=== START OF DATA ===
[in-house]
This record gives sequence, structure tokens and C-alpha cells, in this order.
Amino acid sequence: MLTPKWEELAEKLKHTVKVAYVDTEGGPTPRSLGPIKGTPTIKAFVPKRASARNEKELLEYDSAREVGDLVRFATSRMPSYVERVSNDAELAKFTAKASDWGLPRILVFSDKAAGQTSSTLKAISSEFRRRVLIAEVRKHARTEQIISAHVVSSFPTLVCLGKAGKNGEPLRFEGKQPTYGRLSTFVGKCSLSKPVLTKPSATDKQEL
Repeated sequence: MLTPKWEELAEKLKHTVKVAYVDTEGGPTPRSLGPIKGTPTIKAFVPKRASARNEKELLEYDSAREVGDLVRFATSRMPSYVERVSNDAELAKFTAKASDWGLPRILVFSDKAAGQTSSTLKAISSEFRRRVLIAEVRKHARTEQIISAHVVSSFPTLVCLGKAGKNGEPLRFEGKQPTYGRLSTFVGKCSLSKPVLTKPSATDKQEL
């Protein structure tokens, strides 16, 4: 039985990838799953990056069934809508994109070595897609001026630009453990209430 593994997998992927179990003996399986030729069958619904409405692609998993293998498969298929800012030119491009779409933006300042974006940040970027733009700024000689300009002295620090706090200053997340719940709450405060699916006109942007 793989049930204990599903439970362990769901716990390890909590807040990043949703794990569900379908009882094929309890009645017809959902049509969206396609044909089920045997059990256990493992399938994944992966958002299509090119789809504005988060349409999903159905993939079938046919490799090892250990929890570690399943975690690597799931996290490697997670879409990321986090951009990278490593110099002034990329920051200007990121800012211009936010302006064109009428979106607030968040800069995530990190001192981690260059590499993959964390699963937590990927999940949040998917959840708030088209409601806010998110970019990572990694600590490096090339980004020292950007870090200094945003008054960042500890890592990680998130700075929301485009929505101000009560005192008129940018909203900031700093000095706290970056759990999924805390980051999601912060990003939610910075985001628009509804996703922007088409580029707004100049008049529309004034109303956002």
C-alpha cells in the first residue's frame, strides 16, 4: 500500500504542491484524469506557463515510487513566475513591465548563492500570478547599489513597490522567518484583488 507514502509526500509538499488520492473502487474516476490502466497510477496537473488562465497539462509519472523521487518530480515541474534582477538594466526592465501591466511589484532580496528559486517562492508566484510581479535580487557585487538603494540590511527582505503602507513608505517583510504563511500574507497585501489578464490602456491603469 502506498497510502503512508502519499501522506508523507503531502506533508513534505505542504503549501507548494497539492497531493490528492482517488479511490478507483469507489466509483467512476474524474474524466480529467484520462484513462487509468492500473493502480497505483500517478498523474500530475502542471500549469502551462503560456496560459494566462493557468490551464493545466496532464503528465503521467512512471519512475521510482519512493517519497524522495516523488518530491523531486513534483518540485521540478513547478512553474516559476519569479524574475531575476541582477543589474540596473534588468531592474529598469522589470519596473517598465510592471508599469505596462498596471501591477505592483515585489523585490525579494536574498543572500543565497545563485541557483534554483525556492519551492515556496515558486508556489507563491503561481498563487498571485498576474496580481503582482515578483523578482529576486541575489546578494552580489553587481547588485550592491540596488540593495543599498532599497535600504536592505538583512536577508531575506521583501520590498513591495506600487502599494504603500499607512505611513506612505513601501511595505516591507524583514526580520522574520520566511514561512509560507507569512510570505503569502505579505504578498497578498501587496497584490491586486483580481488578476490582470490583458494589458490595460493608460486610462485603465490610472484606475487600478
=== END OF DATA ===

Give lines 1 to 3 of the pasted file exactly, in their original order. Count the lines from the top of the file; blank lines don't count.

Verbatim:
[in-house]
This record gives sequence, structure tokens and C-alpha cells, in this order.
Amino acid sequence: MLTPKWEELAEKLKHTVKVAYVDTEGGPTPRSLGPIKGTPTIKAFVPKRASARNEKELLEYDSAREVGDLVRFATSRMPSYVERVSNDAELAKFTAKASDWGLPRILVFSDKAAGQTSSTLKAISSEFRRRVLIAEVRKHARTEQIISAHVVSSFPTLVCLGKAGKNGEPLRFEGKQPTYGRLSTFVGKCSLSKPVLTKPSATDKQEL